There is a long history in the commercial 'NIX world of compilers and other tools being abominable
Partially true. For instance, many vendors ship a free (C) compiler (or make a free compiler available for download), which tend to not be very good. However, give me a commercial, paid-for, C compiler anytime. It tends to build faster binaries than gcc (which doesn't mean gcc is bad, not at all, but gcc targets a wide range of platforms, and its developers usually don't have the same intimitate knowledge of the OS as the commercial vendor does). I've build perl with both commercial compilers and gcc on the same platform, and most of the time, perl build with a commercial compiler was faster in my tests (although never more than 25%).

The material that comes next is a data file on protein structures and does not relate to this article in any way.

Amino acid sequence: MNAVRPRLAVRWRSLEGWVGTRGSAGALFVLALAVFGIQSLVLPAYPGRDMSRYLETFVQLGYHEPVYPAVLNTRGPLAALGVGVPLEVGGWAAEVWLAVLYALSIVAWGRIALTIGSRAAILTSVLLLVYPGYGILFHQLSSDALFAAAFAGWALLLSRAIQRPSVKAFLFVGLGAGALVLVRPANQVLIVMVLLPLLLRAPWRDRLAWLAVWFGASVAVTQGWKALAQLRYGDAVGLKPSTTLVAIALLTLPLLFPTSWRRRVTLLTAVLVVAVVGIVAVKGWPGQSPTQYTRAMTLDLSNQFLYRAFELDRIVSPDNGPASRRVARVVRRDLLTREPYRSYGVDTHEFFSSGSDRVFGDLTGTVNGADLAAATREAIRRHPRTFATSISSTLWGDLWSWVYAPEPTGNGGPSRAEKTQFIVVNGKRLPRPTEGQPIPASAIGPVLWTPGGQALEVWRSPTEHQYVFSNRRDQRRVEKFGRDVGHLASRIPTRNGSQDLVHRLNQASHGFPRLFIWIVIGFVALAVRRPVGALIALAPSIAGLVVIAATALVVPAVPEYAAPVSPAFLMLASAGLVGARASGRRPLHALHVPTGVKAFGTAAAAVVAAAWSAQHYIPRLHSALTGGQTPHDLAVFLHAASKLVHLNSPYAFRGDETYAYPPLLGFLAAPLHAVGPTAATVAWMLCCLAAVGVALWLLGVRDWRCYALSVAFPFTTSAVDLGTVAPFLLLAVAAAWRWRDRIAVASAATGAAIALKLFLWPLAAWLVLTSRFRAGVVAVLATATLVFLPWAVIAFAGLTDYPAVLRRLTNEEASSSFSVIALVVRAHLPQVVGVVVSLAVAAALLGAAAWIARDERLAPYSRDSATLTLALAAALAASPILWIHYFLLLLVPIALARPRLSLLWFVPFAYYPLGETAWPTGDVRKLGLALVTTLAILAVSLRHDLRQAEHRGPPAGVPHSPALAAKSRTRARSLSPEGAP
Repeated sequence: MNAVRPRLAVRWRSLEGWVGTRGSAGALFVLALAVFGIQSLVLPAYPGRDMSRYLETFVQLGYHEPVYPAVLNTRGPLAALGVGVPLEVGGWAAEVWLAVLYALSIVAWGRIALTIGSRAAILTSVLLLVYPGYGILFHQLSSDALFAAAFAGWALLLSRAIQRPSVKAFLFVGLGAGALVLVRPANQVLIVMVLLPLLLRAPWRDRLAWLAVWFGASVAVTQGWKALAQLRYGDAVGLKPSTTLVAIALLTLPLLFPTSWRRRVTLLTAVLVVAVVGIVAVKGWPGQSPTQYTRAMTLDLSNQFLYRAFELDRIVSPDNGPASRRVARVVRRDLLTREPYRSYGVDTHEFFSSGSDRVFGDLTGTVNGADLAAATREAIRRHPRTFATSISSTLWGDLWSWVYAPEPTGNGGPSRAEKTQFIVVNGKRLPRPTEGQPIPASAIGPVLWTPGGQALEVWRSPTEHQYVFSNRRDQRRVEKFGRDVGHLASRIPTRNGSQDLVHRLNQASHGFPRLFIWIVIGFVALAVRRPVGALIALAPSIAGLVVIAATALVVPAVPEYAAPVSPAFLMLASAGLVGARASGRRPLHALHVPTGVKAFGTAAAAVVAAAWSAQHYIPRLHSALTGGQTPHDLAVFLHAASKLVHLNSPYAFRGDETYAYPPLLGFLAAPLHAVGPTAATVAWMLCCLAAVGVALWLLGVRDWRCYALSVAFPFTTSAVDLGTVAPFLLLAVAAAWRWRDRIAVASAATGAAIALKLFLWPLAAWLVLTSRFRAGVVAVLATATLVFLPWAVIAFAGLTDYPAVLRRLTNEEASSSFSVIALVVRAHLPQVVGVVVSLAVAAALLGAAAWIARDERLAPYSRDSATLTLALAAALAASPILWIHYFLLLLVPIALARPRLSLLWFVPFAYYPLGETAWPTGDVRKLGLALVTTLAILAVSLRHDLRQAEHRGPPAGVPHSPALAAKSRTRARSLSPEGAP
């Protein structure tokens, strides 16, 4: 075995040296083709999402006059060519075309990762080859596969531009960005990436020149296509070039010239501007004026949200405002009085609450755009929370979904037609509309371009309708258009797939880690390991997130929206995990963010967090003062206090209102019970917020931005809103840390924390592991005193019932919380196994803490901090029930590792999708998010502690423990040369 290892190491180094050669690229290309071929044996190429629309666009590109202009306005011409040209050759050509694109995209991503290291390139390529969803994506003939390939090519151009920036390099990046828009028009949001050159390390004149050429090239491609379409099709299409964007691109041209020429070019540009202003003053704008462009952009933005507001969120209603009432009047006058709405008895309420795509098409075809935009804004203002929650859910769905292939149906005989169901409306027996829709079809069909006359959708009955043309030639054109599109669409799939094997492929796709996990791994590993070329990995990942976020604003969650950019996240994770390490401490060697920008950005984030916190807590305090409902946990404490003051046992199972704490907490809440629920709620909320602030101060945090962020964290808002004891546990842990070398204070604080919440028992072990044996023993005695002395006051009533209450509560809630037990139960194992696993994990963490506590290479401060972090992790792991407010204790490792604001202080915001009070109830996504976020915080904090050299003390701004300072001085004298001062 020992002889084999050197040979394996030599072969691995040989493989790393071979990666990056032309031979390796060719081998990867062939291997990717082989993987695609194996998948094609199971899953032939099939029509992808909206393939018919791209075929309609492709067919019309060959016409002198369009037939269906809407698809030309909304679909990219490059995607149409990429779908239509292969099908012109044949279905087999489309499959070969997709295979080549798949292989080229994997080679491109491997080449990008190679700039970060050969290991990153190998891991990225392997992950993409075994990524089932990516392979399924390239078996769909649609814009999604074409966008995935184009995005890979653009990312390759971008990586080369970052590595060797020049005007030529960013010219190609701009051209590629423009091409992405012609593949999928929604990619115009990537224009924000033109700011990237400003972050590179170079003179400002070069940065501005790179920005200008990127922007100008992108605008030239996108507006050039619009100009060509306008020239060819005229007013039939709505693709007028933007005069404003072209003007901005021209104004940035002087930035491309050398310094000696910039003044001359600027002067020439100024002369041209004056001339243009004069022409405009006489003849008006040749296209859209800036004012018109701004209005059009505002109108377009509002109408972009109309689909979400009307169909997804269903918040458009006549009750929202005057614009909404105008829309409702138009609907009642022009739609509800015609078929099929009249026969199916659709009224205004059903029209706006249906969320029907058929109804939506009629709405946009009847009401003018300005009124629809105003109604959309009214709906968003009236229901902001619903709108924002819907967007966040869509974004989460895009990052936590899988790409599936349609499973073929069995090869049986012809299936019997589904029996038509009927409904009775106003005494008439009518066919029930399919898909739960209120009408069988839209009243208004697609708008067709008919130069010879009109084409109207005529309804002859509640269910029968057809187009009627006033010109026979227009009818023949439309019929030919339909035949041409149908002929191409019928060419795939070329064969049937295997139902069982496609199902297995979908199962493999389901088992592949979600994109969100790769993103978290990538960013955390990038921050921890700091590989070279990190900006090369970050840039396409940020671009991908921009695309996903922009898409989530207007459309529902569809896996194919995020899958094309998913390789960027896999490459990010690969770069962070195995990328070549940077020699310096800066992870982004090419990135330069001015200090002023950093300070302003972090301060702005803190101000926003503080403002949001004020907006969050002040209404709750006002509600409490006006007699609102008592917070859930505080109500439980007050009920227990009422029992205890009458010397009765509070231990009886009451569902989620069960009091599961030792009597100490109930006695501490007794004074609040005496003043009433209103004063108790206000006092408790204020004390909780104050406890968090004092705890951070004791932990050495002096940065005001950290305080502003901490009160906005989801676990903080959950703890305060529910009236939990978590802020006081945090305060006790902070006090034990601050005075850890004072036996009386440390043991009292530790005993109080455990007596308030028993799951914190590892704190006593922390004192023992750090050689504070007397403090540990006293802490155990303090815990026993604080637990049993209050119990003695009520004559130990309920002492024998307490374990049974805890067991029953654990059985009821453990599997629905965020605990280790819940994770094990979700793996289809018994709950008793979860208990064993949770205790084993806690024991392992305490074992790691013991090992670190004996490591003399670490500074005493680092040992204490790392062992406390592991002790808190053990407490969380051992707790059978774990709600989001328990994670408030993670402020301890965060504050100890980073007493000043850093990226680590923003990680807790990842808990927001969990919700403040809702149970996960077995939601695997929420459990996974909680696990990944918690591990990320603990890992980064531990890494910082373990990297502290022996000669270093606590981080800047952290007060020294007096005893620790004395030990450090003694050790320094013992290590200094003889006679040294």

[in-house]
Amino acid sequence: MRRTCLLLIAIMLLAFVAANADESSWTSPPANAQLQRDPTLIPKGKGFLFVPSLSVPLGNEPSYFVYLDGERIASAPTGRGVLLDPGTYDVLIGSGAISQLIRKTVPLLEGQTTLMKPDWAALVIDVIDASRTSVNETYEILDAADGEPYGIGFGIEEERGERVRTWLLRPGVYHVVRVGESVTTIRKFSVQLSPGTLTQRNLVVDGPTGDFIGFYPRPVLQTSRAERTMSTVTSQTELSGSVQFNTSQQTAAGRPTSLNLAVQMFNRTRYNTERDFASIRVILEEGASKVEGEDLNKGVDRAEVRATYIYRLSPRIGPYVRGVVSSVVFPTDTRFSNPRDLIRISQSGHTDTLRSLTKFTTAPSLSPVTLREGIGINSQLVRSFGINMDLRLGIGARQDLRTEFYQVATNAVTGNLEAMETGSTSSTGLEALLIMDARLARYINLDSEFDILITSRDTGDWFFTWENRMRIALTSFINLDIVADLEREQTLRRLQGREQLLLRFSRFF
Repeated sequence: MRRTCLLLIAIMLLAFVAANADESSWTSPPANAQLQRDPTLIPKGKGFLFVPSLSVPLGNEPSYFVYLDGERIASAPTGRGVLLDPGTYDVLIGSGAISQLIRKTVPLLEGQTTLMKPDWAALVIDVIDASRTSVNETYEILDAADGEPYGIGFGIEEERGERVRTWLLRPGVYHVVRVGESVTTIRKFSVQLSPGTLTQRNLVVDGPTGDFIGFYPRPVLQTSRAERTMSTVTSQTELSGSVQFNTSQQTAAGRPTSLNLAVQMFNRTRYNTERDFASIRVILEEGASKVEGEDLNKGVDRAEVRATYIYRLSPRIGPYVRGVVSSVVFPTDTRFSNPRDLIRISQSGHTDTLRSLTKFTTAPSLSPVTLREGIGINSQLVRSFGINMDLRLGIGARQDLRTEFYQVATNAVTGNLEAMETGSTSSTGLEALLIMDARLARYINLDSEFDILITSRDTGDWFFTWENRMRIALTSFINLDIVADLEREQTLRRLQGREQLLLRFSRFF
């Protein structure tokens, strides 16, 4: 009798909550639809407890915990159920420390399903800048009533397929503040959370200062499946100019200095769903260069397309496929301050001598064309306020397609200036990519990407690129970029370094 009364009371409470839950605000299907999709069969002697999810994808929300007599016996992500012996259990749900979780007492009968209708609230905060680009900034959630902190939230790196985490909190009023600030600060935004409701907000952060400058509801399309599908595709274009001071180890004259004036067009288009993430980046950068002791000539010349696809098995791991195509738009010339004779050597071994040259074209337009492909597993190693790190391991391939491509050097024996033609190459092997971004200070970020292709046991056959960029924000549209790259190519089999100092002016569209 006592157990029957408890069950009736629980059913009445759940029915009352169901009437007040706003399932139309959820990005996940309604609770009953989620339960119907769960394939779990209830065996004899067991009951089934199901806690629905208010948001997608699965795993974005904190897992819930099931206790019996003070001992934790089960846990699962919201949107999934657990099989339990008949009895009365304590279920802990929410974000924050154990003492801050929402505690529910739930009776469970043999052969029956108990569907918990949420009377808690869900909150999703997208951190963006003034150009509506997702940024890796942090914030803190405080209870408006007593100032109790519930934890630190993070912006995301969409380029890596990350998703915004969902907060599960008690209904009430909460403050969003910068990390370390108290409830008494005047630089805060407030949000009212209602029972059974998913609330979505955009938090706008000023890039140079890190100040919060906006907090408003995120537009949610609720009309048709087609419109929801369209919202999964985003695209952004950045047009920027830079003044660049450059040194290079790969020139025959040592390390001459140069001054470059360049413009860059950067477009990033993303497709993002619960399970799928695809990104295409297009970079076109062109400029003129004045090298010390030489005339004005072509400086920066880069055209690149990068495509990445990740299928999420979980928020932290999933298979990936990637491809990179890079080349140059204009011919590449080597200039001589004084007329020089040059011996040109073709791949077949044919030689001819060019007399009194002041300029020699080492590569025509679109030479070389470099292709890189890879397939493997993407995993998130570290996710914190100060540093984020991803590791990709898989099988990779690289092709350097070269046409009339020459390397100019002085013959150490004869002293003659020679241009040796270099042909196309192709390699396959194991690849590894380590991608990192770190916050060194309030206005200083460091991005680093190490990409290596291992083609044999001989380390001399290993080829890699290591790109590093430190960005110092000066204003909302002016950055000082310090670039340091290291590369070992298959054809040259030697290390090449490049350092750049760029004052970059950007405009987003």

Another is that Solaris until recently shipped with a very early Perl (5.003, IIRC).
Not my experience at all. AFAIR, Solaris went from a "no perl" policy to "whatever is newest when the Solaris code freeze happens". Alan Burlison was always pretty keen to have the newest Perl included, although I don't think he's involved in that process anymore.